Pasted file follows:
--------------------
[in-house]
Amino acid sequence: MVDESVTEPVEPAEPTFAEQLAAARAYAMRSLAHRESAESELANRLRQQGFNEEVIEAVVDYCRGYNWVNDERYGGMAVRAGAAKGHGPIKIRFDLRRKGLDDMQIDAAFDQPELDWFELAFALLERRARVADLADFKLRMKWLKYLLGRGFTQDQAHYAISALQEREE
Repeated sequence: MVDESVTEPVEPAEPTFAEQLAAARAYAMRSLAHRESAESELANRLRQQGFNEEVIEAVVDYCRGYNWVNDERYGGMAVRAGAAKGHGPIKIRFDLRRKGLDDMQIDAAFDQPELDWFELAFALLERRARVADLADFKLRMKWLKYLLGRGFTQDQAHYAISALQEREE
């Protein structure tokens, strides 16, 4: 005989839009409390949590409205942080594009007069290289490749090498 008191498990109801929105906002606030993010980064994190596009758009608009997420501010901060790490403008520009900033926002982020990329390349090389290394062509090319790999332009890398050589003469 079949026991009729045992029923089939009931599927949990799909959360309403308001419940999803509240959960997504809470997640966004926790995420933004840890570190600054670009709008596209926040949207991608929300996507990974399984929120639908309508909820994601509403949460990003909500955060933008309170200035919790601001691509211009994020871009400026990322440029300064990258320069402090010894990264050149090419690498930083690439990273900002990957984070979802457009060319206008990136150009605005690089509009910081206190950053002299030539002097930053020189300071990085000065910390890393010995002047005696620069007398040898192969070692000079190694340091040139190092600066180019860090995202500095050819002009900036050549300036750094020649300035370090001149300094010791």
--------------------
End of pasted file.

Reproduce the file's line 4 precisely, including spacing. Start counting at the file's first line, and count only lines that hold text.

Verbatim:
């Protein structure tokens, strides 16, 4: 005989839009409390949590409205942080594009007069290289490749090498 008191498990109801929105906002606030993010980064994190596009758009608009997420501010901060790490403008520009900033926002982020990329390349090389290394062509090319790999332009890398050589003469 079949026991009729045992029923089939009931599927949990799909959360309403308001419940999803509240959960997504809470997640966004926790995420933004840890570190600054670009709008596209926040949207991608929300996507990974399984929120639908309508909820994601509403949460990003909500955060933008309170200035919790601001691509211009994020871009400026990322440029300064990258320069402090010894990264050149090419690498930083690439990273900002990957984070979802457009060319206008990136150009605005690089509009910081206190950053002299030539002097930053020189300071990085000065910390890393010995002047005696620069007398040898192969070692000079190694340091040139190092600066180019860090995202500095050819002009900036050549300036750094020649300035370090001149300094010791």